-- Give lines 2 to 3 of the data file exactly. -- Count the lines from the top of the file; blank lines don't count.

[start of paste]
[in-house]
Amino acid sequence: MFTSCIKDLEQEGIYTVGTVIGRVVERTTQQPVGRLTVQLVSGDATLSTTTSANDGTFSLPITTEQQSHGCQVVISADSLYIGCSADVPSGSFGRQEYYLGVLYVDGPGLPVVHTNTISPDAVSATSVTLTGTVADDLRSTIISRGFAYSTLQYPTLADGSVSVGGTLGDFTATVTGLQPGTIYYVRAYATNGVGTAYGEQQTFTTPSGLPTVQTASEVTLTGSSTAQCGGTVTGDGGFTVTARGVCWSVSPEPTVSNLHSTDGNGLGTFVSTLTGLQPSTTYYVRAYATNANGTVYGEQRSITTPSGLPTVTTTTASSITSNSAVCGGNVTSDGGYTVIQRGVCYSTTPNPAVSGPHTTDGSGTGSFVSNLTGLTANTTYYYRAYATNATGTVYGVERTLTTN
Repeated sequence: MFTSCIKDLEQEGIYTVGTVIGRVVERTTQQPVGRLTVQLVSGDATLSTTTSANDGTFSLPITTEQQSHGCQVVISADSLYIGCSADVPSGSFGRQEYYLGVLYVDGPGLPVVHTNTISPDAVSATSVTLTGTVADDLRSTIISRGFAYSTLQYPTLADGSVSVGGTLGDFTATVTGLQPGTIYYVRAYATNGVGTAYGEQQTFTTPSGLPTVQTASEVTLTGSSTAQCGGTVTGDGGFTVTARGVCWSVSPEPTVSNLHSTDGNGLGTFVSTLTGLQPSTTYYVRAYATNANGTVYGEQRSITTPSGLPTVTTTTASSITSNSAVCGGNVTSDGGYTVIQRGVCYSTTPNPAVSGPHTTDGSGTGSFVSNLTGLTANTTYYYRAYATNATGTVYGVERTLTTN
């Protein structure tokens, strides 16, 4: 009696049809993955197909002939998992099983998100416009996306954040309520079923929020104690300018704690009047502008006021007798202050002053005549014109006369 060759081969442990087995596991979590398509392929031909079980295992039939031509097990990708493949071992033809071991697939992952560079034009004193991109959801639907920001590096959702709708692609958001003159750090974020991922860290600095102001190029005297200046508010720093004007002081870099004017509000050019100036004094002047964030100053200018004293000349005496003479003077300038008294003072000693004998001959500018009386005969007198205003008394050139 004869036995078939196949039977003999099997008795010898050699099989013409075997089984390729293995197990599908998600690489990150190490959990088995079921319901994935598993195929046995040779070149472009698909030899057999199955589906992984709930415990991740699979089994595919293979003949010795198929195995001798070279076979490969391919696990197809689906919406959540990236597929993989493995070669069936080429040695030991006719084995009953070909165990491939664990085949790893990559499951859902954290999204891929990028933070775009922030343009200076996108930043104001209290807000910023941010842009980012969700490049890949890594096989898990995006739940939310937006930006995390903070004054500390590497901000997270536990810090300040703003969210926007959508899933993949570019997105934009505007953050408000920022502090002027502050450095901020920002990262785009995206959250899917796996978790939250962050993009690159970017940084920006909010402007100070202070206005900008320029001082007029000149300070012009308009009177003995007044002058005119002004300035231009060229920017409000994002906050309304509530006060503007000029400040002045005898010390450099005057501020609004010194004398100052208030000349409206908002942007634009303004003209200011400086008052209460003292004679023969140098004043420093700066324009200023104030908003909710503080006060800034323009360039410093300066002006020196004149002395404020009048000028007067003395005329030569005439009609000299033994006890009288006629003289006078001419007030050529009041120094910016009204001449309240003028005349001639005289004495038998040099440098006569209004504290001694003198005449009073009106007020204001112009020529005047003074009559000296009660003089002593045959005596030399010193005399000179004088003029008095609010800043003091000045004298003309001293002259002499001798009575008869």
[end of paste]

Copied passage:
Amino acid sequence: MFTSCIKDLEQEGIYTVGTVIGRVVERTTQQPVGRLTVQLVSGDATLSTTTSANDGTFSLPITTEQQSHGCQVVISADSLYIGCSADVPSGSFGRQEYYLGVLYVDGPGLPVVHTNTISPDAVSATSVTLTGTVADDLRSTIISRGFAYSTLQYPTLADGSVSVGGTLGDFTATVTGLQPGTIYYVRAYATNGVGTAYGEQQTFTTPSGLPTVQTASEVTLTGSSTAQCGGTVTGDGGFTVTARGVCWSVSPEPTVSNLHSTDGNGLGTFVSTLTGLQPSTTYYVRAYATNANGTVYGEQRSITTPSGLPTVTTTTASSITSNSAVCGGNVTSDGGYTVIQRGVCYSTTPNPAVSGPHTTDGSGTGSFVSNLTGLTANTTYYYRAYATNATGTVYGVERTLTTN
Repeated sequence: MFTSCIKDLEQEGIYTVGTVIGRVVERTTQQPVGRLTVQLVSGDATLSTTTSANDGTFSLPITTEQQSHGCQVVISADSLYIGCSADVPSGSFGRQEYYLGVLYVDGPGLPVVHTNTISPDAVSATSVTLTGTVADDLRSTIISRGFAYSTLQYPTLADGSVSVGGTLGDFTATVTGLQPGTIYYVRAYATNGVGTAYGEQQTFTTPSGLPTVQTASEVTLTGSSTAQCGGTVTGDGGFTVTARGVCWSVSPEPTVSNLHSTDGNGLGTFVSTLTGLQPSTTYYVRAYATNANGTVYGEQRSITTPSGLPTVTTTTASSITSNSAVCGGNVTSDGGYTVIQRGVCYSTTPNPAVSGPHTTDGSGTGSFVSNLTGLTANTTYYYRAYATNATGTVYGVERTLTTN